Yarrow (Achillea millefolium): This pretty herb lowers blood pressure and acts as a tonic to the heart and circulatory system.
Calcium, magnesium, and potassium: All play a role in lowering high blood pressure, especially potassium, according to a study published in the Journal of the American Medical Association.

6. Antibiotics

Garlic (Allium sativum): Raw garlic contains allicin, a powerful antibacterial ingredient. It is a great remedy for bacterial, parasitic, and fungal infections.
Tea trea oil (Melaleuca alternifolia): Has excellent antiseptic, antibacterial, and antifungal properties.
Propolis: Has wonderful healing properties, due to its antibacterial and antiviral actions.
Echinacea (Echinacea angustifolia; E. purpurea): Stimulates the immune system and activates white cell production, so increasing the body's ability to counteract infections. Has natural antibiotic, antifungal, antiviral and anti-allergenic properties.
Citrus seed extract: The extract of grapefruit seeds (Citrus paradisi) and other citrus fruits have been studied in laboratory tests and found to be very effective against a wide variety of potentially pathogenic bacteria and fungi.
Probiotics: Including Lactobacillus acidophlius and Bifidobacterium bifidus, probiotics alter the acidity of the gastrotintestinal tract and also produce natural inhibitory substances, meaning they limit the presence of unwanted microorganisms that can create disease within the body.

7. Oestrogen replacement

Wild yam (Dioscorea villosa): Contains diosgenin, which has a balancing effect on hormones.
Soy isoflavones: These act as oestrogen balancers in the body: where there is too much oestrogen, it prevents the excess from becoming active; where there is too little, it steps in and behaves like a hormone.
Black cohosh (Cimicifuga racemosa): Traditionally used for all manner of hormonal imbalances, such as menopausal symptoms, painful periods, and for regulating uterine contractions in childbirth. A German study of 812 women with menopausal symptoms showed that when the patients took a mixture of black cohosh and St John's wort, 90 percent of them experienced improvement in the frequency and severity of their symptoms.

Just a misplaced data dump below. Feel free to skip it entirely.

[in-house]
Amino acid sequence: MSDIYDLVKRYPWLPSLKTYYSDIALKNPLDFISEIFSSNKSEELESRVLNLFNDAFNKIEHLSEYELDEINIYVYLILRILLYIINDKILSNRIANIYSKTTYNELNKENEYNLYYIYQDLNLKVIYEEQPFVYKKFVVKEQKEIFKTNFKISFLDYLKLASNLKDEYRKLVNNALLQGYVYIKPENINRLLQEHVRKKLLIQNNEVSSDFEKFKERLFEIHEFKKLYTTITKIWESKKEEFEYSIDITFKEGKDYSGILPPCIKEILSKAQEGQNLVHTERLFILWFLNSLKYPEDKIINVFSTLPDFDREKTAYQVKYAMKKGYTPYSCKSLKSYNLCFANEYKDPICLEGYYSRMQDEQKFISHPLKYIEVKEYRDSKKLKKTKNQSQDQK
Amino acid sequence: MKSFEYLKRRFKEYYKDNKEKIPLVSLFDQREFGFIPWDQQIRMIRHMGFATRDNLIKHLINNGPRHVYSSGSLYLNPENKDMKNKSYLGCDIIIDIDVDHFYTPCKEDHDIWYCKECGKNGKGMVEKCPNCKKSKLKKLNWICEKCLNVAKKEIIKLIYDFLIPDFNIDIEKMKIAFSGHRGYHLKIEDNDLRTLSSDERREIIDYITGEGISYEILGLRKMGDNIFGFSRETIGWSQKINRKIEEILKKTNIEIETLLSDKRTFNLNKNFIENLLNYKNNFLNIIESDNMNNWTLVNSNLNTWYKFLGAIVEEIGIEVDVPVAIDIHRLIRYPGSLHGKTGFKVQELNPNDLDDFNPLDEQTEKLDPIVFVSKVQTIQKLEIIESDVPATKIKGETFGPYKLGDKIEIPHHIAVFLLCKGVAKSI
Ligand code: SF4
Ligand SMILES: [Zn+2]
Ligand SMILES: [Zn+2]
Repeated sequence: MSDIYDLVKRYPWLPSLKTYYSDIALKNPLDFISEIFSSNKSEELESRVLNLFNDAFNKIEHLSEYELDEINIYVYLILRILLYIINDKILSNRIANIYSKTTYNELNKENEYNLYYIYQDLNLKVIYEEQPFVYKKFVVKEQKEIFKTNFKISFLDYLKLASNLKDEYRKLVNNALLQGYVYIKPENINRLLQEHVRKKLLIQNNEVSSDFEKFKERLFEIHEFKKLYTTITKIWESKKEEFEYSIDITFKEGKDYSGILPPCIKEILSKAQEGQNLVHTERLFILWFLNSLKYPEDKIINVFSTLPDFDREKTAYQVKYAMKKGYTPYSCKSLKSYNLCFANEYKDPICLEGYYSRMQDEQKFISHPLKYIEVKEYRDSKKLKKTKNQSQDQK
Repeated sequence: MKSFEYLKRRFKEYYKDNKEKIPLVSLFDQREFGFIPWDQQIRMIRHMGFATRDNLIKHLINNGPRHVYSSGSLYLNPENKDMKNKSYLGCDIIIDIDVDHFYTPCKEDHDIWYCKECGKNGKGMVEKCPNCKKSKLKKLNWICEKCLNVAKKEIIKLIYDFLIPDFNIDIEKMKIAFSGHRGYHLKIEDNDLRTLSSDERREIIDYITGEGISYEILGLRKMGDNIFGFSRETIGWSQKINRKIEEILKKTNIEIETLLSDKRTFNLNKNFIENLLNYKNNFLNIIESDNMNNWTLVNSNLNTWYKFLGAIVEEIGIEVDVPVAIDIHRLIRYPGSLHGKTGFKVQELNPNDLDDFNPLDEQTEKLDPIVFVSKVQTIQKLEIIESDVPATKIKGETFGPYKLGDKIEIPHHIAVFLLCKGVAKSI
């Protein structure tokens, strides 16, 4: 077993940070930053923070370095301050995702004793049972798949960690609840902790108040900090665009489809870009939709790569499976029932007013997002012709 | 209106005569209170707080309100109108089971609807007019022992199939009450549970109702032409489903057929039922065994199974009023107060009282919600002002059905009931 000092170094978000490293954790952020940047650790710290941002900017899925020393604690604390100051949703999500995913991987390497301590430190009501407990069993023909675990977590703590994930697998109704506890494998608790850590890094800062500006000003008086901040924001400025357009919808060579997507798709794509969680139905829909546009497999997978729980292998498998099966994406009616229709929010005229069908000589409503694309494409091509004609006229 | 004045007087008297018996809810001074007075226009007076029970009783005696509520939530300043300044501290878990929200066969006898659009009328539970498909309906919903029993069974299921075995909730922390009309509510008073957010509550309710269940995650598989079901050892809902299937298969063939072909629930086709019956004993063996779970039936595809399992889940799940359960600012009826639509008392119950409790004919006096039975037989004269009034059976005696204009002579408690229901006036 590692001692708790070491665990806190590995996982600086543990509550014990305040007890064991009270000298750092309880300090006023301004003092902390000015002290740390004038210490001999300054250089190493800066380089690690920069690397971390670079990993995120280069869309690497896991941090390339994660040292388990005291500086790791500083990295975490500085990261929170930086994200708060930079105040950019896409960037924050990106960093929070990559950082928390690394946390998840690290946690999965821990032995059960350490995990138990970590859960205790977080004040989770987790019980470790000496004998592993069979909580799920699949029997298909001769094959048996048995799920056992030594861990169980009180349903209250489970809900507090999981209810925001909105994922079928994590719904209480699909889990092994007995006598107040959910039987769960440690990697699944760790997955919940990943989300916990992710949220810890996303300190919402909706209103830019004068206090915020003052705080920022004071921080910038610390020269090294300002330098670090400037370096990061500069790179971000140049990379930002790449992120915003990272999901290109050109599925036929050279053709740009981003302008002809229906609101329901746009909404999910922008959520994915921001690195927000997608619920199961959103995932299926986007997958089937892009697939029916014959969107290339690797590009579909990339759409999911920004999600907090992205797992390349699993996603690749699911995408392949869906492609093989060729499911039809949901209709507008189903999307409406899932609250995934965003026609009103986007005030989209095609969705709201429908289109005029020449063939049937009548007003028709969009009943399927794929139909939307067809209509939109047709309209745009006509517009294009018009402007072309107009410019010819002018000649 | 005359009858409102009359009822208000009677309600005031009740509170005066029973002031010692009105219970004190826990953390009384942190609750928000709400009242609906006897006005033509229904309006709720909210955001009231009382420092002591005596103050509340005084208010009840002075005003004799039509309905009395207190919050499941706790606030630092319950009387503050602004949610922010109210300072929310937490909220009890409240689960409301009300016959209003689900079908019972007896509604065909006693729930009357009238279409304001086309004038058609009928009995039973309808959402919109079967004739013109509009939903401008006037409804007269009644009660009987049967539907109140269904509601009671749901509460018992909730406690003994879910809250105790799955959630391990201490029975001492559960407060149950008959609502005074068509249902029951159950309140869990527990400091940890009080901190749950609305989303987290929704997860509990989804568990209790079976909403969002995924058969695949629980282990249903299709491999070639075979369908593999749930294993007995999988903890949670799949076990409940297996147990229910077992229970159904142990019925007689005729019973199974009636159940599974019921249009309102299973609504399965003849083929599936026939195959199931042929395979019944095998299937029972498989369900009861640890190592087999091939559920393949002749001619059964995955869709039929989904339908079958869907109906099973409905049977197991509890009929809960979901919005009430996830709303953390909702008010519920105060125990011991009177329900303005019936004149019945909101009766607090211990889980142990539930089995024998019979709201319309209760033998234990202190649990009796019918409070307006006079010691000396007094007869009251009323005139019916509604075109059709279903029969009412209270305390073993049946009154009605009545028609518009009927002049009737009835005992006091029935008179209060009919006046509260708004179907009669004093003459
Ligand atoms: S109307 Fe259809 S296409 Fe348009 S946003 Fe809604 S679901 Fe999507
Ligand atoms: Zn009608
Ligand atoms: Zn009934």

8. Antacids

Slippery elm (Ulmus fulva): Made from the bark of a small tree that grows in North America, its mucilaginous action relieves the symptoms of gastric reflux, heartburn, and the pain caused by peptic ulcers.
Meadowsweet (Filipendula ulmaria): An excellent herbal remedy for acid problems like heartburn, indigestion, gastritis, and peptic ulcers. It contains mucilage which protects the lining of the gastrointestinal tract.
Licorice (Glycyrrhiza glabra): Long recognised for treating ulcers, this herb can lower the acid level in the stomach and relieve indigestion and heartburn.
Chamomile (Matricaria chamomilla; Anthemis nobilis): A soothing and calming herb for treating all manner of digestive upsets.
Probiotics: Featuring the major bacteria, Lactobacillus acidophilus and Bifidobacterium bifidus, probiotics balance the gastrointestinal tract flora and ensure good digestion, reducing the need for antacids.

9. Ulcers

Meadowsweet (Filipendula ulmaria): See 'Antacids', above. Particularly useful in the treatment of ulcers, due to its healing and protective properties in the gastrointestinal tract.
Slippery elm (Ulmus fulva): Also see 'Antacids', above. The powder coats the lining of the stomach and gastrointestinal tract and promotes healing of ulcers.

10. Analgesics

Feverfew (Tanacetum parthenium): The leaves of this herb may be used to treat and prevent migraine. In an English survey of migraine sufferers, 72 percent of those who took feverfew found that their attacks were less frequent and less severe. Also, many of those patients who had arthritis found those symptoms had reduced, too.
dl-phenylalanine: This essential amino acid is excellent in the treatment of chronic pain as it has powerful long-lasting, low-toxicity analgesic actions. Correct dosage is best determined by a natural therapist.
Devil's claw (Harpogophytum procumbens): This herb has potent analgesic and anti-inflammatory actions. It is best taken between meals or via enteric-coated capsules to bypass the acidity of the stomach, which tends to reduce its effectiveness.
Omega-3 fatty acids: Found in fish oils and flaxseed, these reduce inflammation in the body. People with arthritis, autoimmune diseases, irritable bowel syndrome, allergies, eczema and psoriasis will also find it helpful.

Jan Purser is a naturopathic nutritionist. http://www.foodbodyandhealth.com.au/